18 Sep Looking at Sugars
With all the information out there about sugars, it’s easy to become overwhelmed and confused. When is it ok to consume and when is it best avoided? Today we will go through different types of sugars and try to untangle any confusion you may have!
What is ‘sugar’?
When we talk about sugar we are usually referring to sucrose. Sucrose is naturally occurring and can be refined to form table sugar. However, there are many different forms of sugar with all sorts of sneaky names which may catch us out on food labels. Essentially anything ending in -ose is a form of sugar as well as any syrups, honey and agave nectar. All carbohydrates are broken down into sugar in the body.
All types of sugar will be broken down into the same thing when they are digested (glucose). So, long story short, sugar is sugar and it doesn’t particularly matter which form you are consuming.
So is sugar always bad?
Absolutely not! We need sugar to survive and our brains can only function using sugar! Where things become a bit more complicated is that the ‘vessel’ in which we consume sugar has a big impact on the amount and rate at which we eat and digest it.
For example: Sugars found naturally occurring inside fruit is package in with many other nutrients and fair bit of fibre. The higher the fibre content of a food, the longer it will take us to digest. This means the sugar is released at a slower and less harmful rate and allows us to feel fuller for longer. A similar effect is true when eating sugar/carbs alongside protein.
Sugars in this form are known as ‘intrinsic’ as they are naturally occurring in that food and have not been added.
‘Extrinsic’ sugars however, are sugars which have been added to a food or have been released from a food. If you can spot sugar in any of its forms on the ingredient list of a food then it is added or ‘extrinsic’ sugar. Added sugars are best avoided or only eaten in small infrequent quantities. These include foods such as energy bars, fizzy drinks and biscuits.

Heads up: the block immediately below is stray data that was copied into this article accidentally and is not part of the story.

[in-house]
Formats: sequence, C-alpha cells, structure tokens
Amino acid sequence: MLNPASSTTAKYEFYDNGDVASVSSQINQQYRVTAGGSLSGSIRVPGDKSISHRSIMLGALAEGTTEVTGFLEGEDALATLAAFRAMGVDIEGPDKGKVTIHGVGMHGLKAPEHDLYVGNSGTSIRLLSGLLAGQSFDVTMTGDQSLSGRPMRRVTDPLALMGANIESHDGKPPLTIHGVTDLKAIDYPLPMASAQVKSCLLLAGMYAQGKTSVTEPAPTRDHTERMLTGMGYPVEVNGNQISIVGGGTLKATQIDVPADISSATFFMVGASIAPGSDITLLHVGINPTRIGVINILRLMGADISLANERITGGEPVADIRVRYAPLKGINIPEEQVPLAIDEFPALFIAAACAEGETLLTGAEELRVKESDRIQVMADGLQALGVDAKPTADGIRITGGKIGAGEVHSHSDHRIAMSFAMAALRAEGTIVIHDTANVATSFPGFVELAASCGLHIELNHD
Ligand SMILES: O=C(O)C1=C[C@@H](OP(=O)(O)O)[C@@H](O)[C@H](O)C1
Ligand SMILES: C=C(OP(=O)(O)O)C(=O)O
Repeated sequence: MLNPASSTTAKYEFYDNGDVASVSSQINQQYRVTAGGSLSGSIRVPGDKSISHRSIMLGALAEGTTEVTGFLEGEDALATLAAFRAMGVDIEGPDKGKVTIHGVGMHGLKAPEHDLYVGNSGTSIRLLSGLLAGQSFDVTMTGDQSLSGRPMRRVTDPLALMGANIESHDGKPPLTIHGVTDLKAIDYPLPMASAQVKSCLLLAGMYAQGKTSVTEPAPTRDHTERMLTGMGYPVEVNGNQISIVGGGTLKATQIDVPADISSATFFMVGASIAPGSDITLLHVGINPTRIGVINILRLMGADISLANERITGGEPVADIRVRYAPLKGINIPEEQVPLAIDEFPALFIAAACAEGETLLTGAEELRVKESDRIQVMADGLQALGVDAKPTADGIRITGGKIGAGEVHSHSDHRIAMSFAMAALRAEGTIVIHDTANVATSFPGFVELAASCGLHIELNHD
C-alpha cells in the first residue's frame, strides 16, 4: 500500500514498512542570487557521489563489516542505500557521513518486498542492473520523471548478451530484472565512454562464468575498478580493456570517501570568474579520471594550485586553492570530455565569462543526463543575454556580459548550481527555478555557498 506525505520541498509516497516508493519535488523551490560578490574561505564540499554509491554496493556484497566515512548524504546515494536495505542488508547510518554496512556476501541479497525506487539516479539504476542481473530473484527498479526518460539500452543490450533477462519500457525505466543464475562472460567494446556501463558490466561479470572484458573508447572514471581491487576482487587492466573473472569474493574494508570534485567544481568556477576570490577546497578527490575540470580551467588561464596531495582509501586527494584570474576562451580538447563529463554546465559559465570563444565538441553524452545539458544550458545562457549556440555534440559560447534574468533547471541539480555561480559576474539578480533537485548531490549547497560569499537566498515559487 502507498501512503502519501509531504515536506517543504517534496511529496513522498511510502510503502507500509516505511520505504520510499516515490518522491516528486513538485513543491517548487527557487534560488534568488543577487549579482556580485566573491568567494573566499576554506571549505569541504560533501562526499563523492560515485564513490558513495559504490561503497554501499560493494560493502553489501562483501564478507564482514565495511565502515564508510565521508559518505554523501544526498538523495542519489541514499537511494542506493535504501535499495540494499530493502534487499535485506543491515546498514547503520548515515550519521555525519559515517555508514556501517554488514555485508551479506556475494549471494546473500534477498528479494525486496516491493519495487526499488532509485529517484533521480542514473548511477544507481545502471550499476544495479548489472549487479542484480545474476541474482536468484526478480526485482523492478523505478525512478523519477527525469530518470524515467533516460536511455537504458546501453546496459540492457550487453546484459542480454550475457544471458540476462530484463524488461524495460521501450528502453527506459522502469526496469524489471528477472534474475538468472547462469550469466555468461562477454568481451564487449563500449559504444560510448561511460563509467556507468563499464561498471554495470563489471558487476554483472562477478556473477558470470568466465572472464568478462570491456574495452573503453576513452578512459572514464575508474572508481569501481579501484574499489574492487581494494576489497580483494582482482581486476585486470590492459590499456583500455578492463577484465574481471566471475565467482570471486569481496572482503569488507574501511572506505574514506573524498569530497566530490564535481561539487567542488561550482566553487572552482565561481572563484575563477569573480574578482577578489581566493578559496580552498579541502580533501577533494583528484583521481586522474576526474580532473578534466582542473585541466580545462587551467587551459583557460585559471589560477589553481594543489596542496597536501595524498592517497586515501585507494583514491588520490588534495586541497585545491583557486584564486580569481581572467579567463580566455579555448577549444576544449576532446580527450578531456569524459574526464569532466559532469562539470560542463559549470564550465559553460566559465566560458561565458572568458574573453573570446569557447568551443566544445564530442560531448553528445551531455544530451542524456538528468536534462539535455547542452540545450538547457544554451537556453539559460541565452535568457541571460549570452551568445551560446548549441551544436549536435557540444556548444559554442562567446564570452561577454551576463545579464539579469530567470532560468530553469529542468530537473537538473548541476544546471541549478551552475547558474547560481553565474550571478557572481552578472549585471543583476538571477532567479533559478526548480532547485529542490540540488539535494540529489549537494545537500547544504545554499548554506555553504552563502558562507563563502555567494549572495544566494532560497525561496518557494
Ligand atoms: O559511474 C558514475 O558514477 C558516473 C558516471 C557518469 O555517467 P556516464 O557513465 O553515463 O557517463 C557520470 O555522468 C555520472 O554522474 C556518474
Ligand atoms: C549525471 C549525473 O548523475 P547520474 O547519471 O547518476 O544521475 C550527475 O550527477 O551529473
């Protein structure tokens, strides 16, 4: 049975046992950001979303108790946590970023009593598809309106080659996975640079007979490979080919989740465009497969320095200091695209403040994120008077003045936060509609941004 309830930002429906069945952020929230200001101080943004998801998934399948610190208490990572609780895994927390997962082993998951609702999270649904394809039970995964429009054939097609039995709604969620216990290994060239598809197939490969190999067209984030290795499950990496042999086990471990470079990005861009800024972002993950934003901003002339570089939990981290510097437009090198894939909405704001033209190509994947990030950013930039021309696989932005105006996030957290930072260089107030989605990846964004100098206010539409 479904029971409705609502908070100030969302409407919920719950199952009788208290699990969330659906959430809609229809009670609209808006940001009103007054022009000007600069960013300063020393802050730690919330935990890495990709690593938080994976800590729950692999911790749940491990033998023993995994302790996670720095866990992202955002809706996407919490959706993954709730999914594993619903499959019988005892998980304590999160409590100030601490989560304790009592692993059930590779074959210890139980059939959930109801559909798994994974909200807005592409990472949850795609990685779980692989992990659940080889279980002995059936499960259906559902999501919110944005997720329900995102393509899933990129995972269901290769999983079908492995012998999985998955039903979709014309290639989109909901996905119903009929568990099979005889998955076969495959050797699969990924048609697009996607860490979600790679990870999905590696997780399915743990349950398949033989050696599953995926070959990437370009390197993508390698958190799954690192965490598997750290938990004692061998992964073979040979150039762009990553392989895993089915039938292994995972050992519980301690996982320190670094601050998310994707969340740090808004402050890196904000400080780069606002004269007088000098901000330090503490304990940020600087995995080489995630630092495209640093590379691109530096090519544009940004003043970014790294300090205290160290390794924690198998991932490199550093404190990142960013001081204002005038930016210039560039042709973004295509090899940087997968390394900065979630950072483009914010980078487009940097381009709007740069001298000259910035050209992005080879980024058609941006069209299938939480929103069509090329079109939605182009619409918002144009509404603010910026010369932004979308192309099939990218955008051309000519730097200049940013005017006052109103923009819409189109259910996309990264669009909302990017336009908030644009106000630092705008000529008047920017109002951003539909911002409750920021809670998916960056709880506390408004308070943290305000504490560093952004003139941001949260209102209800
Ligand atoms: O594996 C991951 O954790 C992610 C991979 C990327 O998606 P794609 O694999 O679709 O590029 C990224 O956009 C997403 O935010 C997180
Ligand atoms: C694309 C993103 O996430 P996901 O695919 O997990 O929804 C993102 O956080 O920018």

Similarly, fruit smoothies where the food has been blended will contain free sugar. This is because the blending process releases the sugar from the fruit. This will cause a similar spike in blood sugar as say a chocolate bar may and will leave us feeling much less satisfied than if we had eaten the fruits whole.
When people use the term empty calories they are referring to foods which are high in energy without much nutritional benefit or ability to fill you up. So, when you get that 4pm sugar craving, try reaching for an apple or some berries instead of sweets or a fizzy drink as this will still kick your craving whilst providing you with key nutrients and leaving you satisfied for longer.
So what does this all mean for me?
To summarise, sugar is not always bad, but it is good to be wary of HOW you are consuming it. When the sugar cravings hit remember these 3 tips:
– Try to avoid or reduce consumption of foods which have any sugars in the ingredients list
– Cut down on any sugar you may be adding to your food or drinks (or ideally stop all together!)
– Try and stick to whole fruits rather than smoothies
For more information on sugar and how much we should be consuming follow this NHS link: https://www.nhs.uk/live-well/eat-well/how-does-sugar-in-our-diet-affect-our-health/
Keep an eye out for our upcoming blogs:
What’s so neat about NEAT?
Healthy-ish Bake Sale for Mind – sharing some healthier, no added sugar options for bake sales. We will be using our bake sale as a fundraiser for Oxfordshire Mind on World Mental Health Day (10th October).
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